I was pretty hyped about the next generation of consoles when we discovered that we would be hearing news about them earlier this year. Then I saw the PS4 announcement and was disappointed. Then I saw the Xbox One conference and was even more disappointed. Since then...

I'm still disappointed by the PS4. I'm also disappointed by the Xbox One. On the other hand, I bought a Wii-U and I'm glad that I've always had a Nintendo brand loyalty. Sure, I've criticized Nintendo and had all sorts of issues with the Wii, but I have and shall continue to buy their products because neither competitor, with all their hardware advantages, can manage to produce the sort of magic that Nintendo can with inferior specs.

Until the other guys get some exclusives that make me want to jump on board, I'm sticking with Nintendo. They Ninten-do, what their competitors Ninten-don't.

In the same way that Cabin in the Woods killed the horror genre for many Whedon fanatics, this series may have helped temper the way I look at MLP. I like MLP and would admit to being a Brony as long as that definition describes someone who likes MLP:FiM. On the other hand, if that describes many of the people in the fandom that proselytize the show and, at best, are tolerated by other fandoms and, at worst, are less respected than fans of Twilight, I am merely a casual viewer of the show.

I'd still recommend the show to anyone curious.

Few people realize that the Harlem Shake meme started on the humble channel of a youtuber that most people would find demonstrable. Filthy Frank's videos are, in my opinion, an opportunity to ingest the internet all at once as if it was all grabbed, shoved in a blender, and fed into your veins intravenously. His channel lies at the final frontiers of the internet, at the gaping mouth of a cave that guards the vortex that keeps it all churning, and Franku-san is the guardian of that vortex and, perhaps, his videos are a result of the radiation it gives off.

"Ore wa chin chin ga daisuki." ~ Chin chin


Although I've heard plenty of responses to Anita Sarkeesian's controversial video that poke holes in her thesis and her general strategy, I still commend her for trying to engage gamers in a discussion about the role of female characters and recommend the series to anyone interested in the subject.

The main difference between our opinions is my belief that most of these tropes are relatively harmless and the biggest problem is that they are lazy as opposed to her thesis that these tropes have a negative impact on real people besides being offensive/irritating.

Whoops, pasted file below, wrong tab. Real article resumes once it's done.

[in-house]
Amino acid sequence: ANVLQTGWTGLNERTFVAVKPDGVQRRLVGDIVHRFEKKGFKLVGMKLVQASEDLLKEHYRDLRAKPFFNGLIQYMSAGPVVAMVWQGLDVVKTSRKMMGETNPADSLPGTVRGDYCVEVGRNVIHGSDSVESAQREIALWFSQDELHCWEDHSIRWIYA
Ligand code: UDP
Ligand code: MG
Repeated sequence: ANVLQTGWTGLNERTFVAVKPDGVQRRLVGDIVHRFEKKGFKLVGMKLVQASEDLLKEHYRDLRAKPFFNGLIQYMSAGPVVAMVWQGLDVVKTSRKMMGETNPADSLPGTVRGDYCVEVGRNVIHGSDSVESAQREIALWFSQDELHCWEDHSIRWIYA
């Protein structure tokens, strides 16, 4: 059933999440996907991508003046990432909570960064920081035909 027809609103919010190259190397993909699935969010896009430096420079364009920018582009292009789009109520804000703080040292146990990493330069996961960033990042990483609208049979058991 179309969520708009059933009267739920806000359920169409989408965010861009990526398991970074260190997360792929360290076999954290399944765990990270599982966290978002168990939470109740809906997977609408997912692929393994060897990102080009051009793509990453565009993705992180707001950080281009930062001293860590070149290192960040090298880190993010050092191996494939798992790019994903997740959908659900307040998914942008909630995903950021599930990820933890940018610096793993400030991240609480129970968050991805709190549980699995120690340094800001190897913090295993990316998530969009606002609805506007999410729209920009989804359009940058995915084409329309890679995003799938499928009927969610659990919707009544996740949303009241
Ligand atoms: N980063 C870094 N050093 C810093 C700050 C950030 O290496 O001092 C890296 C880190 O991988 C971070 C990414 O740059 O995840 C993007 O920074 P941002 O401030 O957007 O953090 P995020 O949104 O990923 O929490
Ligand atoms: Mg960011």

This was the article that set the standards and formula that I would use when writing the Pokémon of the Week articles throughout the rest of the year. It also made me reconsider some of my issues with the 3rd Generation of Pokémon that, in retrospect, I rather enjoyed.

On a small side note, my dog is actually named after Pokémon Ruby. It's a "secret".

There were a lot of anime moments, memes, and megahits in 2013, but one of the biggest surprises were how a little swimming anime promo that could became the abs and a filled anime for all of the anime community to enjoy. It was a fun flip on the popular trope of overuse of fan service in popular anime and it all began with a small viral video.

If we learned anything this year, it's that popular support can help almost any project get off the ground thanks to the internet and its netizens.

Cave Story was one of the most enjoyable experiences I've had playing a video game in 2013 thanks to its perfectly balanced controls, a delightful world to explore filled with characters to meet, mysteries to solve, and monster to slay, and a soundtrack that hypnotically engaging. The craziest part of the whole story is that the game was the result of an independent effort of one brilliant game designer.

Seriously, download this game today.

On the flipside, there is the patently imperfect but playable platformer I can remember renting in my childhood, Magical Quest. Despite its flaws in difficulty this Mega Man-esque platformer is a great example of the Golden Age of Capcom-Disney games that received a slight nod this year with several HD remakes being released or previewed in 2013.